Molecular biology methods for detection and identification of cryptosporidium species in feces, water, and shellfish
Lowery, C.J., Xiao, L., Ryan, U.M., Dooley, J.S.G., Millar, B.C. and Moore, J.E. (2005) Molecular biology methods for detection and identification of cryptosporidium species in feces, water, and shellfish. In: Adley, C.C., (ed.) Food-Borne Pathogens : Methods and Protocols. Humana Press, New Jersey, pp. 203-216.
Techniques based on nucleic acid amplification have proven to be essential for the detection and epidemiological tracking of members of the genus Cryptosporidium. This gastrointestinal protozoan parasite cannot be routinely cultivated and it has an extremely low infectious dose, possibly below 100 oocysts. As Cryptosporidium is an important pathogen, particularly in immuno-compromised hosts, there is a pressing need to employ sensitive and discriminatory systems to monitor the organism. A number of fairly standard target genes have been assessed as detection targets, including 18S rRNA, microsatellites, and heat-shock (stress) proteins. As our knowledge of the biology of the organism increases, and as the full genome information becomes available, the choice of target may change. Genes encoding parasite-specific surface proteins (gp60, TRAP-C2, COWP) have already been examined. Much of the effort expended in molecular diagnostics of Cryptosporidium has been directed toward developing robust nucleic acid extraction methods. These are vital in order to recover amplifiable DNA from environments where small numbers of oocysts, often fewer than 100, may exist. Methodology based on adaptation of commercial kits has been developed and successfully employed to recover amplifiable DNA directly from water, food (particularly seafood), and fecal samples.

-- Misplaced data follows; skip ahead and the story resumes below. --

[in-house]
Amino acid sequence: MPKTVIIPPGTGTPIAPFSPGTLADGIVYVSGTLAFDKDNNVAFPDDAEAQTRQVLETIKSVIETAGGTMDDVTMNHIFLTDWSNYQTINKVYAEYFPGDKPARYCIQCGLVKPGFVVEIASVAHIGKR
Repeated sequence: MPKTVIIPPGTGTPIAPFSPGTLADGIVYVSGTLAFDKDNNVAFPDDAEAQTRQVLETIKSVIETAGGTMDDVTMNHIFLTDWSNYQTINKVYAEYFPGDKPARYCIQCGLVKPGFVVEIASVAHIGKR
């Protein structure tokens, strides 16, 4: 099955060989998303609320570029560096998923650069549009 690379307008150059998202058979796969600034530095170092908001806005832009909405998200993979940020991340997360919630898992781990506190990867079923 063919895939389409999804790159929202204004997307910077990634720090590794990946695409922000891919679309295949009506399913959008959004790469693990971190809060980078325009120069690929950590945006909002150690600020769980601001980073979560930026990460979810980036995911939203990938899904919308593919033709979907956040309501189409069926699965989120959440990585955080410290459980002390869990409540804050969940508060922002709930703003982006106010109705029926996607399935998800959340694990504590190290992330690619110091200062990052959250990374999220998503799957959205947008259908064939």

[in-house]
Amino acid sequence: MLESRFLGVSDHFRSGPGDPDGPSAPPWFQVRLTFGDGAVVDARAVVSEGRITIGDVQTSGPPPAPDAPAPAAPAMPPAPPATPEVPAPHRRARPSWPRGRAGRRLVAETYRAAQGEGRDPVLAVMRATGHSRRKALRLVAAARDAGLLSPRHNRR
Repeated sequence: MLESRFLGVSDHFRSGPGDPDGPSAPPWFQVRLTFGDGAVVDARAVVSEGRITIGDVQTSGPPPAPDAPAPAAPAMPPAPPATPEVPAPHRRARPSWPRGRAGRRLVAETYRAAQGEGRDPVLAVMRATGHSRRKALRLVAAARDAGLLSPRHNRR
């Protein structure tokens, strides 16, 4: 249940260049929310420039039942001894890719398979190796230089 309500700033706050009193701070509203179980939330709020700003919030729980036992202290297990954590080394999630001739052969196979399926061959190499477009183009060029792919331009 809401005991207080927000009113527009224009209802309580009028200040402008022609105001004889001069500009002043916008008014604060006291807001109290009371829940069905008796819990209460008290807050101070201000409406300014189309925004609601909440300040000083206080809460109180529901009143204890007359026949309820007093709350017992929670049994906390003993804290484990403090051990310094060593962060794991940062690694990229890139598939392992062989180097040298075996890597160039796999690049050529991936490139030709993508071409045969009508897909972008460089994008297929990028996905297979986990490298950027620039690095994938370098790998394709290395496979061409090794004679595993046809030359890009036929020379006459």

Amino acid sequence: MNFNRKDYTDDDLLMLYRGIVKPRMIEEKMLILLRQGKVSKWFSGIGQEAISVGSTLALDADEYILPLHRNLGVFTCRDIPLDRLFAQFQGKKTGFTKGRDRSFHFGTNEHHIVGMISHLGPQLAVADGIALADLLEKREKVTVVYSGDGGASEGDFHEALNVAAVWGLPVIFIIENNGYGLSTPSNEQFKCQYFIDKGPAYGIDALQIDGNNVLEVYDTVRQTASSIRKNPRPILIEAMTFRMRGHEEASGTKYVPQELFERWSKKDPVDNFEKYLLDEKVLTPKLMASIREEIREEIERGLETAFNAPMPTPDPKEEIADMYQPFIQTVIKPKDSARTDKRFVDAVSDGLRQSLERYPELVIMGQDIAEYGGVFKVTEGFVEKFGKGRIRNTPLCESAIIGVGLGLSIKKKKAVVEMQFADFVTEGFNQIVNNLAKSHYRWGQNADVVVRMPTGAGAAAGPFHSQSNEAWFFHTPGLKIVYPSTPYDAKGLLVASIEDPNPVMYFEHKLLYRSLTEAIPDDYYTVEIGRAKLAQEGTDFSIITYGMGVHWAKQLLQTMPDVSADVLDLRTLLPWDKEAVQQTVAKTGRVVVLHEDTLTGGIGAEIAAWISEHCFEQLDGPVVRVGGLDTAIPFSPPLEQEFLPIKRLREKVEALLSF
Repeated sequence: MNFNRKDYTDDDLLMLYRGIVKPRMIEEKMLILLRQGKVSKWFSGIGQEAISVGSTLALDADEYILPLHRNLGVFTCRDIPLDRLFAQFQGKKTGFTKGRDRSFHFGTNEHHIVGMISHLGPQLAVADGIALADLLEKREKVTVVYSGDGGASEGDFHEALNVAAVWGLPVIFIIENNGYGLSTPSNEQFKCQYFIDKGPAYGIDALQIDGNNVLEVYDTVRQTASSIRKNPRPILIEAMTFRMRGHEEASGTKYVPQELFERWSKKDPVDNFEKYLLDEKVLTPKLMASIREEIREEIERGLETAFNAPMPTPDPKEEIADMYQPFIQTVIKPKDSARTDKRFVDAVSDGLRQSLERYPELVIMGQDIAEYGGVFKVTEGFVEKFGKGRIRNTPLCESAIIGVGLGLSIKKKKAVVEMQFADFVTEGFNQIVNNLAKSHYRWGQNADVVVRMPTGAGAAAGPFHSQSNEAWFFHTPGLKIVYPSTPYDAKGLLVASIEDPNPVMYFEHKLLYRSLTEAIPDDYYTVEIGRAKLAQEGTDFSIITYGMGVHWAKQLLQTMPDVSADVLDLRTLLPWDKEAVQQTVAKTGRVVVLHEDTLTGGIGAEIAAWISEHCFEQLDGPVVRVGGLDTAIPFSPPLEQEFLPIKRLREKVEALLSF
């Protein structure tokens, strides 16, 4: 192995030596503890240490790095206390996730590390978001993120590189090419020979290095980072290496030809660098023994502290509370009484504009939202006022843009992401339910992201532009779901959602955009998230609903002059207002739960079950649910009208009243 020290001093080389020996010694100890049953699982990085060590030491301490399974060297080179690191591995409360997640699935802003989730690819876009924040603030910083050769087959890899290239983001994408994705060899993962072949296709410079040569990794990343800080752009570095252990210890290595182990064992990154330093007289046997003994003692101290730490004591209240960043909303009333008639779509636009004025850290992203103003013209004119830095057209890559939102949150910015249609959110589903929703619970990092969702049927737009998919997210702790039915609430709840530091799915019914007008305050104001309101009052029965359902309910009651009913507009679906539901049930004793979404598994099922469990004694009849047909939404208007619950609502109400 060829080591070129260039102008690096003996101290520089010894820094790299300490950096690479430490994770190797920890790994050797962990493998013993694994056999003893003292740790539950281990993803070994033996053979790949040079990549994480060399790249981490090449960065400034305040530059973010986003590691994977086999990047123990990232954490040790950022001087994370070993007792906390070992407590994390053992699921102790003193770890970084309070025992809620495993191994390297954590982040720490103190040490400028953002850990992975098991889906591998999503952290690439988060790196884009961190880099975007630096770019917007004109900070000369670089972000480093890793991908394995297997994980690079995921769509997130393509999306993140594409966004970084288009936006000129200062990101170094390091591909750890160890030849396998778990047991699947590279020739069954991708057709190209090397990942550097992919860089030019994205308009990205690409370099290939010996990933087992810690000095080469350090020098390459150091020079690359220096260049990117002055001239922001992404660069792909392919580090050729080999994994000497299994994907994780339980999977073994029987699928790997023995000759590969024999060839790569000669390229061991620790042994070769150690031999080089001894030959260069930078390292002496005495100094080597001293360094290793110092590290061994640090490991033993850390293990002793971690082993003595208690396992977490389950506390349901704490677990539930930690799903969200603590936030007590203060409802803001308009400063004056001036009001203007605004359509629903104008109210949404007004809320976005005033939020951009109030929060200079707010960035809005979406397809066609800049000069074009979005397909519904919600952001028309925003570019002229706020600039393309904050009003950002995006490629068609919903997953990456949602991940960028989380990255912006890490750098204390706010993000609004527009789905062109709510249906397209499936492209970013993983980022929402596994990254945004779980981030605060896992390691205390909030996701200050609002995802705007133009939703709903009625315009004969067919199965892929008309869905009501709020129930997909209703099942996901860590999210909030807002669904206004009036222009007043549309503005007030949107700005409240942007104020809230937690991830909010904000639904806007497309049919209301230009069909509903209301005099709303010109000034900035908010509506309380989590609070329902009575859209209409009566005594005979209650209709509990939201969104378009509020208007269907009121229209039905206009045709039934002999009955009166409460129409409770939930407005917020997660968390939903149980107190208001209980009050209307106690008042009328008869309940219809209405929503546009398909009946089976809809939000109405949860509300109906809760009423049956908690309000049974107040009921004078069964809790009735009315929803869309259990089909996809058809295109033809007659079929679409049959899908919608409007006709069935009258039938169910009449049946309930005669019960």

|Publication Type:||Book Chapter|
|Murdoch Affiliation:||School of Veterinary and Biomedical Sciences|
|Copyright:||© 2006 Humana Press|
|Item Control Page|